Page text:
Bell 429 cockpit. Photo by Frank Lombardi
Bell 429, 412EPI and 412EPX helicopters are set to get new cockpit displays, upsetting a near-decade relationship with previous outfitter Rogerson Kratos, which is claiming the manufacturer is breaching its contract and misappropriating trade secrets.
The new system will be supplied by Astronautics Corporation of America and is an evolution from its Badger II product. Bell reportedly has certified the system, according to an industry source.
Rogerson subsequently filed a lawsuit against Bell on grounds that the manufacturer has given up some of Rogerson’s trade secrets by seeking out a new supplier.
The source told R&WI the system will fit in the same instrument panel mounting and significantly improve the original Rogerson system, which was first certified on the Bell 429 in 2009 and later on the 412EPI. The new system can be retrofitted into existing 429s and 412EPIs, the source said.
Bell confirmed it is in litigation with Rogerson regarding the cockpit displays and is therefore unable to comment.
The two companies have “entered into various confidentiality agreements and non-disclosure agreements to protect their respective trade secrets, and they agreed to jointly own their jointly developed confidential and proprietary designs,” the complaint filed Dec. 12, 2017, in the District Court of Tarrant County, Texas, said. “Rogerson and Bell agreed that they would jointly hold the exclusive rights to design, manufacture, reproduce, use and sell products that incorporate, in whole or in part, their jointly owned confidential and proprietary designs.”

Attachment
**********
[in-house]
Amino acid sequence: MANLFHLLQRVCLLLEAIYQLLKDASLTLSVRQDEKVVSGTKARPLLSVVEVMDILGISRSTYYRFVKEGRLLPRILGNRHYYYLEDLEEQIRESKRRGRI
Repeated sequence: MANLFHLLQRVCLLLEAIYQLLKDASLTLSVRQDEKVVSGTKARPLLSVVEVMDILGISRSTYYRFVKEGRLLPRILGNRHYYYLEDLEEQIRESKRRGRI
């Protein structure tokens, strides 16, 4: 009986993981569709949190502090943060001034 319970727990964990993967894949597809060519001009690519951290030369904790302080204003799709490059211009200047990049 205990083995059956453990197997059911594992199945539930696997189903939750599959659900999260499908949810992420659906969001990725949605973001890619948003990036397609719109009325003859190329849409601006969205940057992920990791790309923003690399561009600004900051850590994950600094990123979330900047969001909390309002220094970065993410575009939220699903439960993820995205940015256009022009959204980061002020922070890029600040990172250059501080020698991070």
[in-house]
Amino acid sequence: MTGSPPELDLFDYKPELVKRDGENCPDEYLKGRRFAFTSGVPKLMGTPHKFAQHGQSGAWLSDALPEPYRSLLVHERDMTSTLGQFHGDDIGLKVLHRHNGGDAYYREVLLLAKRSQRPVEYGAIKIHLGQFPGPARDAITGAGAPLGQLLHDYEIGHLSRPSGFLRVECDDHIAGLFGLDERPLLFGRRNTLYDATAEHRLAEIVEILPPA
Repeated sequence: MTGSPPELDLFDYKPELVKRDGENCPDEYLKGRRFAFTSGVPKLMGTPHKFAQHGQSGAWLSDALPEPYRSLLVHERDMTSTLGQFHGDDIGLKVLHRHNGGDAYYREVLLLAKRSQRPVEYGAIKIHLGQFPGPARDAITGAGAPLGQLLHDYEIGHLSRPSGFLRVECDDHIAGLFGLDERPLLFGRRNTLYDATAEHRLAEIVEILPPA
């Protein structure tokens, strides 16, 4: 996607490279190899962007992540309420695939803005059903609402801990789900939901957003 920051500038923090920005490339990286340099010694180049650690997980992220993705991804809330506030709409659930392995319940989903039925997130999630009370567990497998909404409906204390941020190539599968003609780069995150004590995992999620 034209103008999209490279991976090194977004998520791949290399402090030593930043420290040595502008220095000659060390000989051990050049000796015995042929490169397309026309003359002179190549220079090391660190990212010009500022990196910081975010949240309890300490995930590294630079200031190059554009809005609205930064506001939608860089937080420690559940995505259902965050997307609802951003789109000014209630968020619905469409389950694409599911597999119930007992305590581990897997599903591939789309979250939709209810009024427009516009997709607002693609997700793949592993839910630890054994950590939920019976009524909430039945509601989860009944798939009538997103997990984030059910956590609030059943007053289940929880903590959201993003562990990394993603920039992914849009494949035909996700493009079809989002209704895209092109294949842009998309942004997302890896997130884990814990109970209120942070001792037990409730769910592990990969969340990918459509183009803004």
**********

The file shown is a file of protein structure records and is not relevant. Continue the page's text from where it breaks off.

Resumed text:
The lawsuit claims Bell is sourcing “lower-cost avionics from a third party that will incorporate Rogerson’s trade secrets” without Rogerson’s consent or compensation. The lawsuit outlines seven counts, including breach of contract and unfair competition.
The company is seeking that Bell be made to stop all use of the avionics that incorporate Rogerson’s trade secrets as well as damages and attorneys fees, amounting to more than $100 million.
Bell has yet to publicly address the system replacement on the aircraft models. The manufacturer’s technical publication in late July sent an update — obtained by R&WI — announcing the FAA-approved flight manual supplement for the 412EPI retrofit. That update identified Astronautics as the new supplier, but Bell reportedly pulled the supplement from its website soon after it had been sent.
The FAA lists a Jan. 24 technical standard order (TSO) granted to Astronautics for three variants of "airborne multipurpose electronic displays." The variants include a display unit, a course/heading select panel (CHSP) and a course/heading/flight director panel (CHFD). The former is unique to the 412EPI while the latter is unique to the 429, R&WI's source said.
Astronautics declined to comment.
The Rogerson cockpit display system features four high-resolution displays with advanced graphics capabilities with multiple video inputs and is compatible with night-vision goggles.
R&WI reached out to Rogerson Aircraft Corporation and Rogerson’s attorneys for comment.